kdemultimedia (setCheckedState)

Scott Wheeler wheeler at kde.org
Tue May 18 10:06:03 BST 2004

Hash: SHA1

On Tuesday 18 May 2004 10:15, David Faure wrote:
> On Tuesday 18 May 2004 09:17, Scott Wheeler wrote:
> > On Saturday 15 May 2004 17:29, Stephan Binner wrote:
> > > CVS commit by binner:
> > >
> > > setCheckedState++
> > >
> > >
> > >   M +6 -2      juk/juk.cpp   1.201
> > >   M +4 -2      kmid/kmidframe.cpp   1.65
> > >   M +1 -0      noatun/library/noatunstdaction.cpp   1.20
> > >   M +1 -0      noatun/modules/excellent/userinterface.cpp   1.86
> > 
> > To be honest -- I'd like to see this stuff ripped back out.  I didn't see 
> > discussion of it anywhere and I think it's a regression in terms of
> > usability.
> > 
> > If I quickly glance at at toggle action I can distinguish:
> > 
> > [ ] Show Search Bar
> > [x] Show Search Bar
> > 
> > very quickly.  It clearly visually indicates that it is a field with two
> > states 
> That's not true - when it's not checked, nothing indicates that it can be 
> checked. 

A fair point.  But I think this would be the appropriate thing to address.  
(Simply drawing a raised box in that position I think would work just fine.)

> > and what its present state is. 
> But the label is wrong. You have to click on "Show Search Bar" to hide
> it, when it's shown. That's like clicking on "Start" to shutdown your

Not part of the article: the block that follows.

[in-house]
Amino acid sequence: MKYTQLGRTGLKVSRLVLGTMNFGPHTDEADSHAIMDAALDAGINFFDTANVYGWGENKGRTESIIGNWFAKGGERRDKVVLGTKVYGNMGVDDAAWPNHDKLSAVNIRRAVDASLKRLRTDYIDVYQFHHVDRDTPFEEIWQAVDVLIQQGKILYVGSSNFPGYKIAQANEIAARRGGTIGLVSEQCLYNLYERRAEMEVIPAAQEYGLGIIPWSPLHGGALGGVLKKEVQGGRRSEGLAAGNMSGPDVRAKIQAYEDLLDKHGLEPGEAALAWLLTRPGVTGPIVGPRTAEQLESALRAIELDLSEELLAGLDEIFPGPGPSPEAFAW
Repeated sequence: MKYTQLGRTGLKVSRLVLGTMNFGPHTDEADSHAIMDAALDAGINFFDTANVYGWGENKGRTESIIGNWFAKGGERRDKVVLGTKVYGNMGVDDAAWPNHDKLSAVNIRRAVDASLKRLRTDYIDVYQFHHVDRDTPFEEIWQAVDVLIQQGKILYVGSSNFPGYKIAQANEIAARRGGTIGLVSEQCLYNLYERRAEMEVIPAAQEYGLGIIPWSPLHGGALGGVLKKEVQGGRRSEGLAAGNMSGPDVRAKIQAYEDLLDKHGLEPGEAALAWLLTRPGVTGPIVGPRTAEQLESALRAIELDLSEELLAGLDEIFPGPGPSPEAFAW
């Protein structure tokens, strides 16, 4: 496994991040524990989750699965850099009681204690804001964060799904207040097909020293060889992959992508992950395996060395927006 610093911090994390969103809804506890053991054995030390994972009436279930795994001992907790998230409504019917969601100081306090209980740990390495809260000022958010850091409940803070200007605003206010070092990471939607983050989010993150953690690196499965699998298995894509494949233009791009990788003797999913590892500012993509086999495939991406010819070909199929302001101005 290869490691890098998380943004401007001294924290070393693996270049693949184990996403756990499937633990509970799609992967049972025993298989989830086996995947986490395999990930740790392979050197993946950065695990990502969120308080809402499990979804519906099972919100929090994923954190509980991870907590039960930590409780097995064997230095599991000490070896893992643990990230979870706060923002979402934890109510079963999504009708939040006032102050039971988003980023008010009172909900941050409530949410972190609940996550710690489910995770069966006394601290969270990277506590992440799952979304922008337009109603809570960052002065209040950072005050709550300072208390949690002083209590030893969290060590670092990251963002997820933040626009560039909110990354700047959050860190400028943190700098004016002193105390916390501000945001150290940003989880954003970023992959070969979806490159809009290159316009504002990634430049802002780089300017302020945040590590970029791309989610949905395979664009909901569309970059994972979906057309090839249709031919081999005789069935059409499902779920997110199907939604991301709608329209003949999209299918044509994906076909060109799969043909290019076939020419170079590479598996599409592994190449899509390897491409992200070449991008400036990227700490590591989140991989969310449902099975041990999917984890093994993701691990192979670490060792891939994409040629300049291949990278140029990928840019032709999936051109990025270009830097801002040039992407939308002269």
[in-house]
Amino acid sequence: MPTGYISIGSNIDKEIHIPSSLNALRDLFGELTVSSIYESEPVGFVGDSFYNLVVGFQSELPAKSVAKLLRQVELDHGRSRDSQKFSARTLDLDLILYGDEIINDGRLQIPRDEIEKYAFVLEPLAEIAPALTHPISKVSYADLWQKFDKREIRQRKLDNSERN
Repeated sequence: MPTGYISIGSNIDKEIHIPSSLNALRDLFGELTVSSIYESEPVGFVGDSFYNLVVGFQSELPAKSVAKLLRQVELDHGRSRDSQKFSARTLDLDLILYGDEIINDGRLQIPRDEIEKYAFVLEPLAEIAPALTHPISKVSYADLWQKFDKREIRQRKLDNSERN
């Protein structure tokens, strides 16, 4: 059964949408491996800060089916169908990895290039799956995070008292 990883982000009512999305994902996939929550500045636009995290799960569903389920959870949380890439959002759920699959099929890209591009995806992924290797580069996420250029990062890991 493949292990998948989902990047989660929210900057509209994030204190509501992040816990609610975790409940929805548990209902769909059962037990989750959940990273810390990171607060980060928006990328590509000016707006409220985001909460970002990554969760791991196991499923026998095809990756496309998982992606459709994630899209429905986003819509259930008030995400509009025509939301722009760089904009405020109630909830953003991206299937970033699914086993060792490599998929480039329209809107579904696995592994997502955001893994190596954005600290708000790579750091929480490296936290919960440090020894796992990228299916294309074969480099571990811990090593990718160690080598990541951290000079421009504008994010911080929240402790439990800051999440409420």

> computer :-))

Well, then we should remove every checkbox in KDE because they're all wrong 
too.  ;-)

But it's a useful and familiar visual construct (in a GUI or on paper).  When 
people see "[x] Add me to your mailing list" it's clear that it represents a 
boolen decision.  Based on your line above you're saying that one would 
assume that checked or unchecked they would be added to the mailing list as 
that's what the label says.

> Menu items are not status, but verbs, for actions, as much as possible.
> > However with the options: 
> > 
> > o Show Search Bar
> > o Hide Search Bar
> > 
> > I actually have to read the label, think about the current state, etc.  
> You don't need to think about the current state - the label tells you
> what clicking there will do.

Which would be great if people actually read labels every time.  :-)

Really when we're using familiar interfaces we don't read most of the text 
that's thrown up in front of us.  That's kind of the whole idea of icons on 
buttons, check boxes, progress bars, etc.  In a strict sense this is of 
course more accurate, but it doesn't reflect the way that people actually 
interact with GUIs.

If you get a "Host not responding" popup in Konq do you actually read it?  No 
- -- especially since you've probably already noticed that it's not responding, 
so you know what the dialog is going to say after your seen it once or twice.

- -Scott

- -- 
If you want to get laid, go to college, but if you want an education, go to 
the library.
- --Frank Zappa
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